Do response time advantage and interference reflect the order of processing of global- and local-level information?
ABSTRACT Navon's (1977) global precedence hypothesis was based primarily on the joint occurrence of two effects: a response time (RT) advantage for identifying global targets, and interference by global distractors on responding to local targets. Although the hypothesis has been questioned on the basis of experiments in which it has been shown that a local RT advantage and local interference can occur, it is still frequently assumed that these two effects are a valid measure of the order in which local and global levels of structure are processed. In the present experiment, this assumption was examined. Subjects identified target letters that occurred randomly at the global or local level in a divided-attention task. The visual angle subtended by the stimulus pattern was varied, a manipulation known to affect the relative speed of response to local- or global-level information. Local targets were identified faster than global targets at the larger visual angles, but there was no difference in RT at the smallest visual angle. Despite this change in RT advantage, the interference effect did not change as a function of the visual angle of the stimulus pattern. Moreover, global distractors interfered with responding to local targets but local targets had no effect on responding to global targets, which is exactly the opposite of the finding one would expect if RT advantage and interference reflected order of processing. These findings are not consistent with the assumption that RT advantage and interference reflect order of processing in a simple way.
- Perception & Psychophysics 09/1988; 44(2):172-81. · 1.37 Impact Factor
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ABSTRACT: In an experiment on normal adults it was demonstrated that local processing of a linguistic stimulus is superior in the left hemisphere, whereas global processing does not appear to be strongly lateralized.RésuméDans une expérience chez des adultes normaux, on a démontré que le traitement local d'un stimulus linguistique est supérieur au niveau de l'hémisphère gauche tandis que le traitement global ne semble pas être fortement latéralisé.ZusammenfassungIn einem Experiment, das an normalen Erwachsenen durchgeführt wurde, zeigte es sich, daβ das lokale Verarbeiten eines Sprachstimulus in der linken Hemisphäre besser gelingt, während die globale Verarbeitung nicht sehr stark lateralisiert zu sein scheint.Neuropsychologia 02/1979; 17(1):33-40. · 3.48 Impact Factor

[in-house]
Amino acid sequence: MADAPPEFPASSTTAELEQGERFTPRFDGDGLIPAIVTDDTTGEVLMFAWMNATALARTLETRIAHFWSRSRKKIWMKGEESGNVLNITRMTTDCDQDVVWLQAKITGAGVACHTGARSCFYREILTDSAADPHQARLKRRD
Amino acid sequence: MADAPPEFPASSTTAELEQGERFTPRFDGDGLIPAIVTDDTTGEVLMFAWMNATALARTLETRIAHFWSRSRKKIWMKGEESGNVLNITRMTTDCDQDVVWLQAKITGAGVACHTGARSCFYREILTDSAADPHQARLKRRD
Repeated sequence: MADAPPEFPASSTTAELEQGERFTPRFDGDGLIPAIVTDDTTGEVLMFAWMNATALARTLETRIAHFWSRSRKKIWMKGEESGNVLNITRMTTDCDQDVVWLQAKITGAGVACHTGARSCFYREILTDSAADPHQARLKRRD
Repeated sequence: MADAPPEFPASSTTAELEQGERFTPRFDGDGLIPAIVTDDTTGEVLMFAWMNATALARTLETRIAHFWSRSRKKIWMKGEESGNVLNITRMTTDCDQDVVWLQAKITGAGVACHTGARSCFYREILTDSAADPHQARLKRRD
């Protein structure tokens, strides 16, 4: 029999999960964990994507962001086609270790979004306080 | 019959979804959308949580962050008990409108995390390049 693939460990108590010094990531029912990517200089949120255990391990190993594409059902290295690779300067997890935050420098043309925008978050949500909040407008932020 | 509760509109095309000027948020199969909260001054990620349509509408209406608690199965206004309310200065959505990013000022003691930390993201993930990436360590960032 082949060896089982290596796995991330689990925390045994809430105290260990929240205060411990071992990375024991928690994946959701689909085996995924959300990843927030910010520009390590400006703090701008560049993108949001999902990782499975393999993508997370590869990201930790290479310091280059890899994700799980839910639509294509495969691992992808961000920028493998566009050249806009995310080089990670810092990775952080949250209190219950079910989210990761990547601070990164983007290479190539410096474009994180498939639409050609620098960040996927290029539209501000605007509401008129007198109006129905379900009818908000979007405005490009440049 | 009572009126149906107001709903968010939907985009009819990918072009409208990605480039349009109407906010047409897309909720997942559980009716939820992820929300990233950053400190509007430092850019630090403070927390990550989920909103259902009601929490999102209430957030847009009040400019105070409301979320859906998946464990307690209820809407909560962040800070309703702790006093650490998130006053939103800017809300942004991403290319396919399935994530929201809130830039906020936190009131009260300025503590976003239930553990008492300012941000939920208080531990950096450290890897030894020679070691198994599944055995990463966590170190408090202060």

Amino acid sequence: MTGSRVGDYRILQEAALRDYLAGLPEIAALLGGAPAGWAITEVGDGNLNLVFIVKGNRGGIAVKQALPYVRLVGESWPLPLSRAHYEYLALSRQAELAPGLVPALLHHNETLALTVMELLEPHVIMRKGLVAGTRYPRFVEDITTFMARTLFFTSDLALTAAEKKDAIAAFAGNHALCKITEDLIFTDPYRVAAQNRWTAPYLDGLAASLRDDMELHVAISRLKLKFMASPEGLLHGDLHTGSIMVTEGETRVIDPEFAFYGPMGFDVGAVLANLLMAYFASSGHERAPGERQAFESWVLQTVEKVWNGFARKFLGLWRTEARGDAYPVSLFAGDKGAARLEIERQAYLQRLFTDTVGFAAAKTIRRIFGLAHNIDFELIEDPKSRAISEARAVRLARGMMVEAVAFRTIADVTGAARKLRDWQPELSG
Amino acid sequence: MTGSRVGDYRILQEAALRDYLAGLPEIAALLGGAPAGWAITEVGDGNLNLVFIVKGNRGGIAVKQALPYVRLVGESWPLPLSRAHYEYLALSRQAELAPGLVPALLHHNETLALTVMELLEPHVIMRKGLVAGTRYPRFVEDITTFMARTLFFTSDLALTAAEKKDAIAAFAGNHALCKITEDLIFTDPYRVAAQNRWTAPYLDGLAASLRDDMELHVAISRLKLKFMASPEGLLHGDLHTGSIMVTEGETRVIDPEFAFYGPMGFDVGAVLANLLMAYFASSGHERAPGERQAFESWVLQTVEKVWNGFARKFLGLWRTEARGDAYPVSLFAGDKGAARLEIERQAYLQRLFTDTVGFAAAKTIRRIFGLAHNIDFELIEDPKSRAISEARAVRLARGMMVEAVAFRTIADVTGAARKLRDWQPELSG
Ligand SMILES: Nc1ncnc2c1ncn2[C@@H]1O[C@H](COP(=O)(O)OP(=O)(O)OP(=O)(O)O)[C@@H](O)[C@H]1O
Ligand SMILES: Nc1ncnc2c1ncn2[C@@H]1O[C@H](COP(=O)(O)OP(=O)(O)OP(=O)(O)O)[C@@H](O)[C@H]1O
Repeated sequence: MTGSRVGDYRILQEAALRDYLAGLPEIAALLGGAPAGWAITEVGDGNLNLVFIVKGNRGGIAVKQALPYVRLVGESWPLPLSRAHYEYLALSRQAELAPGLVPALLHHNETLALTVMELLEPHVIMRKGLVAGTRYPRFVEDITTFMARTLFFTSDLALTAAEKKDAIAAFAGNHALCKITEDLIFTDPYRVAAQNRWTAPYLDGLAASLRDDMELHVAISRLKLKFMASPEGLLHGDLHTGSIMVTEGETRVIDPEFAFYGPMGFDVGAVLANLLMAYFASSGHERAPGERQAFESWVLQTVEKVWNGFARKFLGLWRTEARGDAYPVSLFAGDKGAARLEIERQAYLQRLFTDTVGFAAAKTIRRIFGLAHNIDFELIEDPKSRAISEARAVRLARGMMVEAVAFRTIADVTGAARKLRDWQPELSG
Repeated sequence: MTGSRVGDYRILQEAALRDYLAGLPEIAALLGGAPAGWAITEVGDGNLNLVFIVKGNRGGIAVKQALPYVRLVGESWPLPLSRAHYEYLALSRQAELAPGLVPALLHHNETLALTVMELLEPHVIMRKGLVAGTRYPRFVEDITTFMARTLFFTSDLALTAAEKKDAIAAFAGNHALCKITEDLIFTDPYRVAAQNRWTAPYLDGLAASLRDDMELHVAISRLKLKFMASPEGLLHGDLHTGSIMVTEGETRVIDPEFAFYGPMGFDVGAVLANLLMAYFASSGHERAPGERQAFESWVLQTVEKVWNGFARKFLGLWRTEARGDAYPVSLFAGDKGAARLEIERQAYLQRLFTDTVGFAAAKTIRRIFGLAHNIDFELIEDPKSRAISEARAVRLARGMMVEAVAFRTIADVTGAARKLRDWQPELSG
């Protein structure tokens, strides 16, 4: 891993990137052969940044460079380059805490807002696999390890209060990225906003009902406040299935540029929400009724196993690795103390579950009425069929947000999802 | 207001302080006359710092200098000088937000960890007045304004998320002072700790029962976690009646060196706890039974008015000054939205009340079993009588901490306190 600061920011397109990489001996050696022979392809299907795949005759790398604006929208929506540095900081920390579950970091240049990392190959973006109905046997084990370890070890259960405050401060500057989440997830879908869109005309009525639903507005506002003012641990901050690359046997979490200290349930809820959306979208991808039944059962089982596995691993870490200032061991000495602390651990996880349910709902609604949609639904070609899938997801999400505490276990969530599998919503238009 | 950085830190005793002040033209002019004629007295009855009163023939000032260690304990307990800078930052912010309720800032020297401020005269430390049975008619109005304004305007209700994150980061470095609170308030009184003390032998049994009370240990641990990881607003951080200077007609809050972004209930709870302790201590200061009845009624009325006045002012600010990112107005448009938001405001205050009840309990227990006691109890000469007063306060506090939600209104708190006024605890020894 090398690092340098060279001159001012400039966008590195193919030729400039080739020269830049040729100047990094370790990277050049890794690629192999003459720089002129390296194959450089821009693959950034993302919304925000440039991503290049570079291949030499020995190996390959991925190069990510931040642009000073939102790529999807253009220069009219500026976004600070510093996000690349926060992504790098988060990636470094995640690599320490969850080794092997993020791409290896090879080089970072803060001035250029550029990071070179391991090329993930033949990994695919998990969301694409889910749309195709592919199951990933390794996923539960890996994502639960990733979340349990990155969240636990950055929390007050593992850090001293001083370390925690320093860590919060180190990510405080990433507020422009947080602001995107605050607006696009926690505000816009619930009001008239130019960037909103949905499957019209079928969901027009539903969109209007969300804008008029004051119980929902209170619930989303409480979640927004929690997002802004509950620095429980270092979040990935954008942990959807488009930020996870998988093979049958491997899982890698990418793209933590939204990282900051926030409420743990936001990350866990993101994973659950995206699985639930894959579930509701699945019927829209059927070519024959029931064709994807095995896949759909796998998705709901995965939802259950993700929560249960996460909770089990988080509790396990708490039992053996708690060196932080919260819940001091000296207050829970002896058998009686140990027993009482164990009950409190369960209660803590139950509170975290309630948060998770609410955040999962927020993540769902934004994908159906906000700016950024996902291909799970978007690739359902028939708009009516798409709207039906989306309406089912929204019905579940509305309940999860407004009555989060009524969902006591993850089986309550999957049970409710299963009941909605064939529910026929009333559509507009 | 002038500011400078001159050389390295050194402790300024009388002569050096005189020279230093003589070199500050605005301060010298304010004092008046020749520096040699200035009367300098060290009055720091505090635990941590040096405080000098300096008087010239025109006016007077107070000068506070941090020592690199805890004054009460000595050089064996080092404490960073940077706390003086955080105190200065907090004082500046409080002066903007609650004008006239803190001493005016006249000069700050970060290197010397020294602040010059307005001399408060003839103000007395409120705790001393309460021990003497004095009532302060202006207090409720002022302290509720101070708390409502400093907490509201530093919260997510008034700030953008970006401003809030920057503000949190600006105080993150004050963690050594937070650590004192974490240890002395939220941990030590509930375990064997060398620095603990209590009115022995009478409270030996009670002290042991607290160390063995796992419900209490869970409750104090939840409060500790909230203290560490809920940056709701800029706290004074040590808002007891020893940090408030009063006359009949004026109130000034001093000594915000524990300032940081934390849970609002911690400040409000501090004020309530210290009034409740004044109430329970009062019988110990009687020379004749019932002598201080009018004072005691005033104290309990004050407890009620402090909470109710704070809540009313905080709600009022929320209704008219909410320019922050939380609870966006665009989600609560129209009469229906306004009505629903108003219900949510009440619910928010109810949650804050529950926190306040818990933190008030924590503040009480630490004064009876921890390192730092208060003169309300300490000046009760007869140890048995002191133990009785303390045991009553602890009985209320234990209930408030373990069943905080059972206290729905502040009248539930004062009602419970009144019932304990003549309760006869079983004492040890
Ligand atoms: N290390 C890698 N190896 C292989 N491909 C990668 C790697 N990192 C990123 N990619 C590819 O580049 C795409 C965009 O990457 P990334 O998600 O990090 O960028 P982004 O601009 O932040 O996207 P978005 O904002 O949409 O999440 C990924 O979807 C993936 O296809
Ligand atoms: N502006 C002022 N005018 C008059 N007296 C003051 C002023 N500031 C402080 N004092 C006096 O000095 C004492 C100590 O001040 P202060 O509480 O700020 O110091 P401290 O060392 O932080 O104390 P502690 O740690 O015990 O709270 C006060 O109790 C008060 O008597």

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ABSTRACT: An account ofsame-different discriminations that is based upon a continuous-flow model of visual information processing (C. W. Eriksen & Schultz, 1979) and response competition and inhibition between the responses by which the subject signifies his judgment is presented. We show that a response signifyingsame will on the average be executed faster due to less priming or incipient activation of the competing response,different. In the experiment, the subjects matched letters on the basis of physical identity. The degree of priming ofdifferent responses on same trials and ofsame responses ondifferent trials was manipulated by an extraneous noise letter placed in the display. Latency for judgments onsame trials increased as the feature overlap of noise and target letters decreased. Latencies were shorter ondifferent trials when the noise letter was dissimilar to either target letter than when the noise letter was the same as one of the targets. These results were consistent with the response-competition interpretation.Perception & Psychophysics 10/1982; 32(3):261-70. · 1.37 Impact Factor